“D&I programmes tend to be viewed from a top-down organisational perspective, while D&I is in fact a highly individual human issue.”

What is diversity and inclusion?

Without getting into a definitional quagmire, at its core when we talk about diversity and inclusion we are talking about having businesses and teams that reflect society at large; we are talking about having a wide range of experiences and opinions represented and we are talking about making sure that everyone is respected and included.

What are some examples of diversity and inclusion initiatives that are working well?

There are several companies that are attempting to take a proactive, transparent and accountable approach, including tech giants Google and Facebook. Monzo is often touted as a good example in the UK. They publish annual updates on diversity and inclusion — the 2018 report (published in March 2019) shows their improvements across several diversity metrics including race, age and gender. However, while progress has been made in terms of visible diversity, ethnic minorities and team members above the age of 36 reported being more likely to feel excluded. This highlights the crucial distinction between diversity and inclusion, and emphasises the importance of having a culture and practices that enable all groups to thrive once they are recruited into a company.

What do you think are some challenges with implementing diversity and inclusion programmes and how are they overcome?

Unfortunately, evidence from the UK, the US and across Europe indicates that D&I initiatives haven’t created the significant change they were expected to. The Global Gender Gap Report 2020, for example, offers the sobering finding that none of us will see gender parity in our lifetimes. This is despite diversity and inclusion being a topic of intense focus and investment over the last few years.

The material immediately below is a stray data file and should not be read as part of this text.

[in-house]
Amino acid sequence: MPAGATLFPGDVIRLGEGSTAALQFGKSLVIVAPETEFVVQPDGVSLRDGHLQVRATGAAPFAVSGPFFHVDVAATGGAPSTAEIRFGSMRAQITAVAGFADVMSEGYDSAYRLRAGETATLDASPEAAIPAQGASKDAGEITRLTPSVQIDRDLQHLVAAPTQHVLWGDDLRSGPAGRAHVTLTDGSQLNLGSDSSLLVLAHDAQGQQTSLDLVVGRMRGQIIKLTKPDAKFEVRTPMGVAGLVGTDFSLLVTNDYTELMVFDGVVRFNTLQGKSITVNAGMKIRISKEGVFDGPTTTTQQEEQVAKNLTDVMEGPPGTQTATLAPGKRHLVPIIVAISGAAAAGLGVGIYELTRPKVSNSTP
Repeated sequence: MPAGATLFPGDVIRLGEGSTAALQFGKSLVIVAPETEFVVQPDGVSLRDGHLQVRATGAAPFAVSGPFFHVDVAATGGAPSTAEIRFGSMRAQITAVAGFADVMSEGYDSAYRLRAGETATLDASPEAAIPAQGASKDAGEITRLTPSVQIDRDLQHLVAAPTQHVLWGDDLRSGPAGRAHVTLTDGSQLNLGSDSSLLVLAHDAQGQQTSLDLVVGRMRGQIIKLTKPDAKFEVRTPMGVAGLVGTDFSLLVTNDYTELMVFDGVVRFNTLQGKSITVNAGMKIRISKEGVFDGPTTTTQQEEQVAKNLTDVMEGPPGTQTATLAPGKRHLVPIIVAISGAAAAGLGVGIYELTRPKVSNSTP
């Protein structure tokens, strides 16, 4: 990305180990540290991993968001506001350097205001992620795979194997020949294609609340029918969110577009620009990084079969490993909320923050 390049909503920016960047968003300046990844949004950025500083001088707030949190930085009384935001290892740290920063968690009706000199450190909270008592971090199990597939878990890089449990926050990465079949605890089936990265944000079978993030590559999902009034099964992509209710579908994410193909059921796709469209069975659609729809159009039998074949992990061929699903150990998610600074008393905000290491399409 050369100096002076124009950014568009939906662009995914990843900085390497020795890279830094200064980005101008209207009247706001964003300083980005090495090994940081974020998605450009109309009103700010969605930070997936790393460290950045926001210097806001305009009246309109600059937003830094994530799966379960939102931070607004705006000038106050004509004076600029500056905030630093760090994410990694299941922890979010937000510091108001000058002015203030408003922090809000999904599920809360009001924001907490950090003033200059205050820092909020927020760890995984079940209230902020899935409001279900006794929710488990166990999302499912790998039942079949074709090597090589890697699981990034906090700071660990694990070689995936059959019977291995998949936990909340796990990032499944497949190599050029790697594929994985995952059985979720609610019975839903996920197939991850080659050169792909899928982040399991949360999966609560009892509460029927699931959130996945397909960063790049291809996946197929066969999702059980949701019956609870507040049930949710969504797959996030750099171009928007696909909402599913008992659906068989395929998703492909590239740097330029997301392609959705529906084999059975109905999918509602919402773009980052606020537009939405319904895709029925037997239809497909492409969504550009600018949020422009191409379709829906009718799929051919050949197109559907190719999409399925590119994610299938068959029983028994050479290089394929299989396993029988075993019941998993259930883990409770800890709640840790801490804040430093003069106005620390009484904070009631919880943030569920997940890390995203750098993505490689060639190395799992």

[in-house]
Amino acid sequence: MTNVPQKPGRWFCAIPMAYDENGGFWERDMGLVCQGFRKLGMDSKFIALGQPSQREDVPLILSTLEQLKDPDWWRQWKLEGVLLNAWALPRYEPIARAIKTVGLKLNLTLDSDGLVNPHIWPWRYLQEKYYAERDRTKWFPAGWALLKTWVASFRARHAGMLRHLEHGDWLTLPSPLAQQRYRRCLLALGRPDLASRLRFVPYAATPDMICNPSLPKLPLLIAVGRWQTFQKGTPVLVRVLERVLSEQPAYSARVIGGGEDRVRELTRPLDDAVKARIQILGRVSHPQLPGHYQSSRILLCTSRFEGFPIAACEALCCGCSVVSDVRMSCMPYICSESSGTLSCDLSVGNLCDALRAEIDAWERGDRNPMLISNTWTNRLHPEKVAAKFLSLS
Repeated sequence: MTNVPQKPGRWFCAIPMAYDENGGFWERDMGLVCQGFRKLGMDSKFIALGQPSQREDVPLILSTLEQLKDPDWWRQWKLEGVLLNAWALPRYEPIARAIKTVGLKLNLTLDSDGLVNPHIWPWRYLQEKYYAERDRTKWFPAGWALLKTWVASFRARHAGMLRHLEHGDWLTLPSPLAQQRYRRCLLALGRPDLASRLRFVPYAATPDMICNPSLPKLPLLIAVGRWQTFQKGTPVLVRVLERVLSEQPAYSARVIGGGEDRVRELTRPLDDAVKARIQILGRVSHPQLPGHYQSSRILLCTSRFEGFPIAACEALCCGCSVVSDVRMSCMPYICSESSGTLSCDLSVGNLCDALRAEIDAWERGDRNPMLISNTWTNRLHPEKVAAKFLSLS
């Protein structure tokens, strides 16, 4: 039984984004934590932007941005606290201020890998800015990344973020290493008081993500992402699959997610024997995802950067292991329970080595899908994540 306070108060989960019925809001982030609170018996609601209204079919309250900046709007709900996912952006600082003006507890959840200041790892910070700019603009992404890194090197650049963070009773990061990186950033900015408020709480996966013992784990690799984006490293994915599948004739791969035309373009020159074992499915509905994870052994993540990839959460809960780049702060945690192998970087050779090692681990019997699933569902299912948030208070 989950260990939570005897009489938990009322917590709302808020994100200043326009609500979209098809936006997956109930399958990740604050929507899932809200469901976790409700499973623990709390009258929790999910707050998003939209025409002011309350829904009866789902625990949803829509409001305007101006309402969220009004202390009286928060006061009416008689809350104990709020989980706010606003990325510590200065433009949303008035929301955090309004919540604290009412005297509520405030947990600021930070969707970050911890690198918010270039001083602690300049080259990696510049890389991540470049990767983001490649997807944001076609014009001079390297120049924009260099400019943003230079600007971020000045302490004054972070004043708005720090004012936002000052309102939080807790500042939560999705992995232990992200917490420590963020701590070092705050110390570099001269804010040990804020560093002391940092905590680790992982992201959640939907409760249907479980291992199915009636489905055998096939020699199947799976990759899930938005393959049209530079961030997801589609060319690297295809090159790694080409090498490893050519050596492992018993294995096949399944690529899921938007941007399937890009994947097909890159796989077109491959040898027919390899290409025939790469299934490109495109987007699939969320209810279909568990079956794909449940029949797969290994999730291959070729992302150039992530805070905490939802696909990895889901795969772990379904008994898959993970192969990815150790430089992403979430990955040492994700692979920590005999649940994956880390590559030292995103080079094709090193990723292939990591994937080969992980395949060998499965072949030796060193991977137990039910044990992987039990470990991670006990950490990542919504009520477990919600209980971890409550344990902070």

• Increase engagement (mentoring, sponsoring, targeted recruitment drives)
  • Increase contact between different groups through cross-training (e.g. graduate schemes with rotations) and cross-functional teams
  • Encourage social accountability through greater transparency, diversity task forces and diversity managers

What are some creative ways to proactively source candidates from underrepresented communities?

The great thing is that there are already a lot of existing pipelines from which to recruit candidates from underrepresented communities. Sifted has very conveniently curated a list of

  • Invest in an inclusive company culture. This is foundational for recruiting diverse talent.
  • Track diversity metrics in the recruitment process, not just for employees.
  • Address bias in job descriptions such as gendered wording.
  • Adjust the recruitment process to reduce biases that could filter out good candidates. (Unbiased recruitment tools like Be Applied are one part of achieving a fairer and more inclusive hiring process.)

Any final thoughts or comments?

There are a lot of great resources for people wanting to explore these issues further. Here are a few:

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